Was Charlotte's not-so-lamented lost artwork "Topo" (above, in happier days) an early incarnation of the undulating earthworks for which artist/architect Maya Lin is now famous?
Read this New York Times article from today about a Lin work, Storm King Wavefield, at the Storm King Art Center in New York. Look at the wavefield. Does it not remind you a bit of the now-demolished "Topo" Lin did early in her career, in Charlotte?
The piece I did about Gumby and public art (read it here) mentioned Maya Lin's landscape art for the now-demolished Charlotte Coliseum on Tyvola Road. When the City Council turned thumbs down on Joel Shapiro's proposed sculpture, a.k.a. "Gumby," the public art commission turned to the young Yale-graduate Lin, who had won worldwide acclaim for her 1982 Vietnam Veterans Memorial in Washington. She and Henry Arnold of Princeton collaborated to create "Topo" – nine large, ball-shaped Burford hollies arranged on an undulating median at the Coliseum. The original plan called for a misting system so the balls would appear to float. That idea was dropped because of its cost.
"Topo" was installed in 1991. It was pleasant, and I always liked the undulating berms, the shaping of which Lin herself supervised on site. But unless you were in a helicopter, it was a bit hard to get the overall sense of "Topo." And it always seemed to me that any sculpture lively enough to have acquired a name even before it was built would have become a kind of beloved civic character – maybe not as beloved as Charlotte Hornet Muggsy Bogues, but beloved nonetheless.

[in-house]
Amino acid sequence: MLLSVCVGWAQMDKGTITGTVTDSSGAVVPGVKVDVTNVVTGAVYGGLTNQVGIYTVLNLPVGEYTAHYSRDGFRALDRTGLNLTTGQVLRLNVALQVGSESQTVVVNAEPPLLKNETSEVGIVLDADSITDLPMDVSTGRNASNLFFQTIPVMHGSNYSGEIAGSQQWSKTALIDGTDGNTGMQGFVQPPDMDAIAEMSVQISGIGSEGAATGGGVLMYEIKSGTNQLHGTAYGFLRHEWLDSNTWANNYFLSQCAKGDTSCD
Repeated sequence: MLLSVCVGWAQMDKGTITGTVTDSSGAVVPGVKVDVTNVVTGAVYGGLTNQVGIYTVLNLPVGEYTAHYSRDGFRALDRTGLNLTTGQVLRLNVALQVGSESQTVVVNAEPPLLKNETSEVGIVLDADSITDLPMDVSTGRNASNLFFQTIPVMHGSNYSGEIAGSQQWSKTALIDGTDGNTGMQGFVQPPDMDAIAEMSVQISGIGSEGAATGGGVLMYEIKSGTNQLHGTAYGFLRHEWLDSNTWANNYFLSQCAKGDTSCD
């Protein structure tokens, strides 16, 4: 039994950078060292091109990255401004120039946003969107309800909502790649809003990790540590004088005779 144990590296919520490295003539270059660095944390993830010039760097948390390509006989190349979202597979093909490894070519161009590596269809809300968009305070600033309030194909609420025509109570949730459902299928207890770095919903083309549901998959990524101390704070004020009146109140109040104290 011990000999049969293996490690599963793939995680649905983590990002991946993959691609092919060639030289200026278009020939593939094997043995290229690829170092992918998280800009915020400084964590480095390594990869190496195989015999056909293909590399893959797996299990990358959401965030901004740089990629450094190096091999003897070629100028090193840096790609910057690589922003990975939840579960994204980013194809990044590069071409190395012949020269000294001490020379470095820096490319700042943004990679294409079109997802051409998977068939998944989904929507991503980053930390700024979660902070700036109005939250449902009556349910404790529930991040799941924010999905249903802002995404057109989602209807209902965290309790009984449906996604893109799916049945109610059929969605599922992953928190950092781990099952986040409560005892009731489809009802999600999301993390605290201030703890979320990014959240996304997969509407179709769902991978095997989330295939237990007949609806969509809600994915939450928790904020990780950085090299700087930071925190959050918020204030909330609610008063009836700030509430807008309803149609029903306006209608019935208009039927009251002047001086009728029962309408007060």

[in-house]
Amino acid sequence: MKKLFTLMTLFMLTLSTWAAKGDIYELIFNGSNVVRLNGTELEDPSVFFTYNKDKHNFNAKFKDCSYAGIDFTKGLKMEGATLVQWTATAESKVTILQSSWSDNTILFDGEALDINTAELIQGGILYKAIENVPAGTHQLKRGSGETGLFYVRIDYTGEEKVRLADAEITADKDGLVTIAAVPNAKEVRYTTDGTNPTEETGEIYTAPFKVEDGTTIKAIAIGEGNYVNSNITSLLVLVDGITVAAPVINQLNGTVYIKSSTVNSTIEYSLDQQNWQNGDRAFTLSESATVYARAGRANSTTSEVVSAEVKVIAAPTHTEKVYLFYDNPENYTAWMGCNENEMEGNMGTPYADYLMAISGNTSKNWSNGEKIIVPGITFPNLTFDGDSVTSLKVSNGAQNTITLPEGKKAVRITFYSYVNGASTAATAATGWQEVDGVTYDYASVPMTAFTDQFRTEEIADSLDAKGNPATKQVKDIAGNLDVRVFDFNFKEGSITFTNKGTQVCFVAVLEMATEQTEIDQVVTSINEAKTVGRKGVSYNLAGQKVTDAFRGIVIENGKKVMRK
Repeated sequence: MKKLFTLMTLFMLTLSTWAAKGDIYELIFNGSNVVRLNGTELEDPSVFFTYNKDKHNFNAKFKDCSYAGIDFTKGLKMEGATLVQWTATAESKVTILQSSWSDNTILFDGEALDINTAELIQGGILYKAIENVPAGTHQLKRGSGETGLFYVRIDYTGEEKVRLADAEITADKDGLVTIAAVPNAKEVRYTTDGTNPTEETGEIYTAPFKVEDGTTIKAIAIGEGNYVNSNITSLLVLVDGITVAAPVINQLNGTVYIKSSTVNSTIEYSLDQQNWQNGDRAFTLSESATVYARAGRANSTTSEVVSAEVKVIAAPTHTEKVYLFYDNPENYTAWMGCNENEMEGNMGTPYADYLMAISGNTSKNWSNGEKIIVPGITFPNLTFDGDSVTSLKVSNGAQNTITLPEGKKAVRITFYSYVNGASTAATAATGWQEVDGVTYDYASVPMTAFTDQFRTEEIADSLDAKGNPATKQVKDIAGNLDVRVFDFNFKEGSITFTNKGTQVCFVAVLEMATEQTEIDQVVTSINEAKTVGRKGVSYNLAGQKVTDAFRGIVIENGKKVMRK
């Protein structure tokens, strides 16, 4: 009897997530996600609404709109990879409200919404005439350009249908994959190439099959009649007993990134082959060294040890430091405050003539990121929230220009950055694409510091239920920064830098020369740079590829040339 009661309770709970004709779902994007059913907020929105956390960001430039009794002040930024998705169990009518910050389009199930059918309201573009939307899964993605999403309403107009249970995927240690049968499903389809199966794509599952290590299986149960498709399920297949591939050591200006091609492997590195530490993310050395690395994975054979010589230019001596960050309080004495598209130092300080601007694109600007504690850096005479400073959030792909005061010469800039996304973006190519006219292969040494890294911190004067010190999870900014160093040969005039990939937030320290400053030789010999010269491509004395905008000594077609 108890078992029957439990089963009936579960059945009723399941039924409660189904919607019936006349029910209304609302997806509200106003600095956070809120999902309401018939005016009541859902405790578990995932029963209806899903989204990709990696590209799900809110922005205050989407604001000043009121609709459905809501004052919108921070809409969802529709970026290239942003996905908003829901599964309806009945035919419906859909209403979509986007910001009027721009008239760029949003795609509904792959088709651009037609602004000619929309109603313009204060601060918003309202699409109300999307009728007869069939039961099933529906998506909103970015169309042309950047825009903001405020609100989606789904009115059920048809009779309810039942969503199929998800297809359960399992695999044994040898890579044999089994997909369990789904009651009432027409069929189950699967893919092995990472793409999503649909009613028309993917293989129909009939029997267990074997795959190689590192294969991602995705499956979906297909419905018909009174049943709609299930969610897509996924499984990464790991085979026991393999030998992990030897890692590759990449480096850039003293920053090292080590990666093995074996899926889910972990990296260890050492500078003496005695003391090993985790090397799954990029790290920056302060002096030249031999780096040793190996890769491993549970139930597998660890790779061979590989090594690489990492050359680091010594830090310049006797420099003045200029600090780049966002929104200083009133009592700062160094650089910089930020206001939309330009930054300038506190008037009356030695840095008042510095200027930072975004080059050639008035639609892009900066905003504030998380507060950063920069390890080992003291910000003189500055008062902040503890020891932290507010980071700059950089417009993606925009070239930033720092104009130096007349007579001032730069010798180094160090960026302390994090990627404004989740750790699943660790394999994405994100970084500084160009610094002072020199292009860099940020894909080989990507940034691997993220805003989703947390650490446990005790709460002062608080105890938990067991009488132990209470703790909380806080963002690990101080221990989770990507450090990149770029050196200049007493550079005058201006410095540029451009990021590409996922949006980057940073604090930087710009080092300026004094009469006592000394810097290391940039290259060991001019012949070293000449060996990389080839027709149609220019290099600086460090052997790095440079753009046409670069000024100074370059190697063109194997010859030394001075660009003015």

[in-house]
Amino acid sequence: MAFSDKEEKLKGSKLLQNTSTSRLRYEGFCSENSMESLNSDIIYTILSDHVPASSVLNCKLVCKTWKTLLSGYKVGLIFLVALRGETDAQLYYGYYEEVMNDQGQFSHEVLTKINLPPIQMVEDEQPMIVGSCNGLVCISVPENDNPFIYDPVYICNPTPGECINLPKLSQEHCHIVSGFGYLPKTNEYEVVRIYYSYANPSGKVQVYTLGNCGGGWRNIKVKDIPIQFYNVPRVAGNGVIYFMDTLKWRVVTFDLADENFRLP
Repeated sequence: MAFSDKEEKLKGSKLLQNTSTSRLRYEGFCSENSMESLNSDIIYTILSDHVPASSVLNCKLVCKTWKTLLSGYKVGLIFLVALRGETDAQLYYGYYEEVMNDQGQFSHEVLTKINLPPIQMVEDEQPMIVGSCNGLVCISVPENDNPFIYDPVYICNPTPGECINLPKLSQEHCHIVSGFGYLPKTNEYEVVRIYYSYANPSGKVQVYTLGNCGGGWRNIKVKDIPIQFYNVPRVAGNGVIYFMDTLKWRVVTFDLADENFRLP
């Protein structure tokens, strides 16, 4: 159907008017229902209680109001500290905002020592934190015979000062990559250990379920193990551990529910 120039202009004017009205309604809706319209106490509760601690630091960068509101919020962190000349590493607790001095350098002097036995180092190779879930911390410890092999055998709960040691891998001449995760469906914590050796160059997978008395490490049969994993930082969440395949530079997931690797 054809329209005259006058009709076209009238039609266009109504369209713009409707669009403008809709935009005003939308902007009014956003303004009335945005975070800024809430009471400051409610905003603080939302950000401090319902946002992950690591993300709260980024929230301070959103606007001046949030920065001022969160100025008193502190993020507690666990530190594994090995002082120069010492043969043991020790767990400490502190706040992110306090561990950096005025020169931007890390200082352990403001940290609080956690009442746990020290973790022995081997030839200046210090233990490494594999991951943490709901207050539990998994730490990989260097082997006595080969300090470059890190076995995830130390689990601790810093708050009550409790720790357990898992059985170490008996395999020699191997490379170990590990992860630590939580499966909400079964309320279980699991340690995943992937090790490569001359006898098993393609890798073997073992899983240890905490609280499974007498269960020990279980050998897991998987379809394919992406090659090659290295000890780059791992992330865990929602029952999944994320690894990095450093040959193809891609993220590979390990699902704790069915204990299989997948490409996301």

Look at Lin's work since then (somehow, "Topo" doesn't show up on her Web site) and it's clear she has put that undulating earth concept at the center of much of her recent work. Storm King Wavefield looks magnificent – like a mature and confident version of the baby version in "Topo." As Lin's fame has grown, "Topo" might well have become notable simply for being one of her earliest.
The city sold the Coliseum for private development, and the building was imploded in 2007. The new owners tried unsuccessfully to find someone to adopt "Topo" and its nine hollies. "Topo" was demolished in 2008. The photo below shows the work in its last days.